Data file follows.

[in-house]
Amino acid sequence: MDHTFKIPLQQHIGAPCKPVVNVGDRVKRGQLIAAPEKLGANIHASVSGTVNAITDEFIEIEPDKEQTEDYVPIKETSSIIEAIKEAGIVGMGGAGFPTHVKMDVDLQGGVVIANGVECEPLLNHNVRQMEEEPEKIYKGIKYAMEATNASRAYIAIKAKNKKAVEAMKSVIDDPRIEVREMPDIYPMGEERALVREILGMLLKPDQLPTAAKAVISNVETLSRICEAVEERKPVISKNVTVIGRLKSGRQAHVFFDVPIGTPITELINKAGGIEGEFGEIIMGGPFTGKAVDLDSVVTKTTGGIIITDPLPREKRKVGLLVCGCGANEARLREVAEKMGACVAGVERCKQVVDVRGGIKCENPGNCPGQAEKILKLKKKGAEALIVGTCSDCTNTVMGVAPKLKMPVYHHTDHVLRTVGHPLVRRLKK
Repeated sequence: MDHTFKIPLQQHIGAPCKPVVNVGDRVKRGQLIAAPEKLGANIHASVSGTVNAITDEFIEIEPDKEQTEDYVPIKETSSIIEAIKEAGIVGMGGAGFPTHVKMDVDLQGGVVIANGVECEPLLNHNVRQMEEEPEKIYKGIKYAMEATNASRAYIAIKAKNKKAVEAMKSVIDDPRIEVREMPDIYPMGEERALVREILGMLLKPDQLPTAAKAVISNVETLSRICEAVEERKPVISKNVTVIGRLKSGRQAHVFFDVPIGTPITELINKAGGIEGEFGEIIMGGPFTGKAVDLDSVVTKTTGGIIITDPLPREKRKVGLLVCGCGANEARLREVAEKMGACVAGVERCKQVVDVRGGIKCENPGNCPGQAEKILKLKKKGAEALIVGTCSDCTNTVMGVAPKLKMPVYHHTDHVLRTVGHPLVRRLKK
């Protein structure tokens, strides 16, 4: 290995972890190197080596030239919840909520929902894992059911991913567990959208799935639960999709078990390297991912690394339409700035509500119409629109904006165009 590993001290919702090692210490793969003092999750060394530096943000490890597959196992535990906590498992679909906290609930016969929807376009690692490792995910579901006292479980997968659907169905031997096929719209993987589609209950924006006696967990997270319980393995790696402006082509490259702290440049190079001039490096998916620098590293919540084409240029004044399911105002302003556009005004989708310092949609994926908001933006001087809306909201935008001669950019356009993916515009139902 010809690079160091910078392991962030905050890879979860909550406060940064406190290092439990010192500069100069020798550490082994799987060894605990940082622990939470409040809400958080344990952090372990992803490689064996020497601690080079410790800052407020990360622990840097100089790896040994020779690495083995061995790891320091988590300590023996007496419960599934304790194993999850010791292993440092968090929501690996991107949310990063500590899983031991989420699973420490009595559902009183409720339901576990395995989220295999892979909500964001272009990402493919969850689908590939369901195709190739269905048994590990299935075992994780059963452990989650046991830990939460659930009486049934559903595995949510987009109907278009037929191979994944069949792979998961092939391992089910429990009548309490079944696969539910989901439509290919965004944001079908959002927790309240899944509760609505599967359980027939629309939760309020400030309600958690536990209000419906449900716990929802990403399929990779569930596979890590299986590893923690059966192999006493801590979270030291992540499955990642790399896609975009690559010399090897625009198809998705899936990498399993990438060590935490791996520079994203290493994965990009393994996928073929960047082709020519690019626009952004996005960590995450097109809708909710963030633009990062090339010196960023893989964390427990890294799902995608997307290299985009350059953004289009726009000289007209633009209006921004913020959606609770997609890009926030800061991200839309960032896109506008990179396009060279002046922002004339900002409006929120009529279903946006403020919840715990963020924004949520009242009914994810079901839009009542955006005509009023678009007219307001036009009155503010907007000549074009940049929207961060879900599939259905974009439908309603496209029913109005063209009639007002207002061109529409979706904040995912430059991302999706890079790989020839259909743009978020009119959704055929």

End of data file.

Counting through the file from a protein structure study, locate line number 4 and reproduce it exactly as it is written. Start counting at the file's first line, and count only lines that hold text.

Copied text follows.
């Protein structure tokens, strides 16, 4: 290995972890190197080596030239919840909520929902894992059911991913567990959208799935639960999709078990390297991912690394339409700035509500119409629109904006165009 590993001290919702090692210490793969003092999750060394530096943000490890597959196992535990906590498992679909906290609930016969929807376009690692490792995910579901006292479980997968659907169905031997096929719209993987589609209950924006006696967990997270319980393995790696402006082509490259702290440049190079001039490096998916620098590293919540084409240029004044399911105002302003556009005004989708310092949609994926908001933006001087809306909201935008001669950019356009993916515009139902 010809690079160091910078392991962030905050890879979860909550406060940064406190290092439990010192500069100069020798550490082994799987060894605990940082622990939470409040809400958080344990952090372990992803490689064996020497601690080079410790800052407020990360622990840097100089790896040994020779690495083995061995790891320091988590300590023996007496419960599934304790194993999850010791292993440092968090929501690996991107949310990063500590899983031991989420699973420490009595559902009183409720339901576990395995989220295999892979909500964001272009990402493919969850689908590939369901195709190739269905048994590990299935075992994780059963452990989650046991830990939460659930009486049934559903595995949510987009109907278009037929191979994944069949792979998961092939391992089910429990009548309490079944696969539910989901439509290919965004944001079908959002927790309240899944509760609505599967359980027939629309939760309020400030309600958690536990209000419906449900716990929802990403399929990779569930596979890590299986590893923690059966192999006493801590979270030291992540499955990642790399896609975009690559010399090897625009198809998705899936990498399993990438060590935490791996520079994203290493994965990009393994996928073929960047082709020519690019626009952004996005960590995450097109809708909710963030633009990062090339010196960023893989964390427990890294799902995608997307290299985009350059953004289009726009000289007209633009209006921004913020959606609770997609890009926030800061991200839309960032896109506008990179396009060279002046922002004339900002409006929120009529279903946006403020919840715990963020924004949520009242009914994810079901839009009542955006005509009023678009007219307001036009009155503010907007000549074009940049929207961060879900599939259905974009439908309603496209029913109005063209009639007002207002061109529409979706904040995912430059991302999706890079790989020839259909743009978020009119959704055929």